Artemisia Gentileschi, Mary Magdalene (detail). Oil on canvas, 81 x 105 cm ; 32 by 411/3 in. €865.500 – World Auction Record for the Artist. Photo: Sotheby's. 

PARIS.- Today at Sotheby’s Paris, the extremely rare and powerful work, by the important Italian 17th century Baroque artist Artemisia Gentileschi, achieved €865.500 ($1.179.832) against a pre-sale estimate of €200.000-300.000 – World Auction Record for the Artist. This masterpiece was rediscovered by Sotheby’s Paris Old Master Department in an old collection in the South of France, after being hidden from view for 80 years. 

This large canvas (81 x 105cm) was hitherto known only from an old black-and-white photograph in the photo library of an Italian dealer at the beginning of the 20th century, when it was very probably acquired by the family of the current owners. It shows a scene popular at the time, whose religious nature is discreetly evoked by the divine light in the top left-hand corner. Artemisia Gentileschi produced this profoundly Caravaggesque work by tightly framing the subject and depicting Mary Magdalene as approachably human; her sacred status is secondary. The composition is designed to make the viewer sit up and think: it surprises us and takes us aback.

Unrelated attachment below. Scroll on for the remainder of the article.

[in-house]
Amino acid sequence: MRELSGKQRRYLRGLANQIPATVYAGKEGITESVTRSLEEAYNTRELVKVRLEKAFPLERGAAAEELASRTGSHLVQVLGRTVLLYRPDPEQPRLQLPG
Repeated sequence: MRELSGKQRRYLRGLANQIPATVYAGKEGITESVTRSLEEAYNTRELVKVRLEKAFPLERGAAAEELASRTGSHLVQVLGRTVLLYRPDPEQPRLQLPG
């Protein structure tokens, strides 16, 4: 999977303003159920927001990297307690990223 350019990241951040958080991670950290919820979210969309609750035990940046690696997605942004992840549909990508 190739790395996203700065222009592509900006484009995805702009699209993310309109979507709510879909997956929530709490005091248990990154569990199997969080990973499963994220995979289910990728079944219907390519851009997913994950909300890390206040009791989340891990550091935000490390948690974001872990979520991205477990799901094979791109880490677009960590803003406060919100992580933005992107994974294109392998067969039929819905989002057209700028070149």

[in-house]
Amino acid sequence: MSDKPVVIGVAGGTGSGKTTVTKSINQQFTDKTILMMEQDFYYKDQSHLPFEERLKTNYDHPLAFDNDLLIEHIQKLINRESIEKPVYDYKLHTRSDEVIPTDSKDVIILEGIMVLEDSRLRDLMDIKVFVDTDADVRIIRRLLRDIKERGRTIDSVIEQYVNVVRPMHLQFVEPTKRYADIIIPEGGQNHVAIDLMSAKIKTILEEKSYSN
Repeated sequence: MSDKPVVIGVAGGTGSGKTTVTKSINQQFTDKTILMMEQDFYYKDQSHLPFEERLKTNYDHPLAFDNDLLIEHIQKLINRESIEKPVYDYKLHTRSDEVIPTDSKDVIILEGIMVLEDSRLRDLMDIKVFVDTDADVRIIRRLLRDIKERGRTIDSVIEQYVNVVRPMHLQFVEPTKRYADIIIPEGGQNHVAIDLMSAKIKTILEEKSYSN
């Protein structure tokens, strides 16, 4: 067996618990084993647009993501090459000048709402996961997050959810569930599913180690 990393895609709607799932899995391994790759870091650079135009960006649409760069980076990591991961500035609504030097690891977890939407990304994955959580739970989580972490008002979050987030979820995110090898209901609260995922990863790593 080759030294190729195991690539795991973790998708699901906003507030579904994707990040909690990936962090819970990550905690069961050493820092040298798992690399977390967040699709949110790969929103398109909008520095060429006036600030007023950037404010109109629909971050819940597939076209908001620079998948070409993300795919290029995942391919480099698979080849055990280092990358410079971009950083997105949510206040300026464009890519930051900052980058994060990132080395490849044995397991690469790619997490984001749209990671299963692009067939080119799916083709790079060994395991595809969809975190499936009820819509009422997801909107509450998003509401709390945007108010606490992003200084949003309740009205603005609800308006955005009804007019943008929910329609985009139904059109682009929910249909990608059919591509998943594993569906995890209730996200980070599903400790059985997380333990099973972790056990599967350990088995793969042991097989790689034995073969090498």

Artemisia Gentileschi led a colourful and eventful life as both woman and artist – a heroine of her time, whose life and work rank her among history ’s exceptional figures. She was first and foremost a woman who grew up in the exclusively masculine artistic milieu of early 17 th century Rome. She was the daughter of the celebrated Orazio Gentileschi (Pisa 1563–London 1639), acknowledged as one of the leading Caravaggesque artists; as a studio apprentice with her father and other contemporary painters, she learnt how to mix pigments and blend colours, quickly mastering the art of producing powerful, striking compositions that caught the eye. 

Through hard work, determination, perseverance, character and application, Artemisia Gentileschi overcame searing difficulties and the most painful trials – most notably the notorious rape case she brought and won against the artist Agostino Tassi, which has gone down in history as a great feminist victory – to attracting numerous commissions and become famous across Europe, working as far afield as Naples, Genoa, Venice and London to establish her own name through her own individual talent.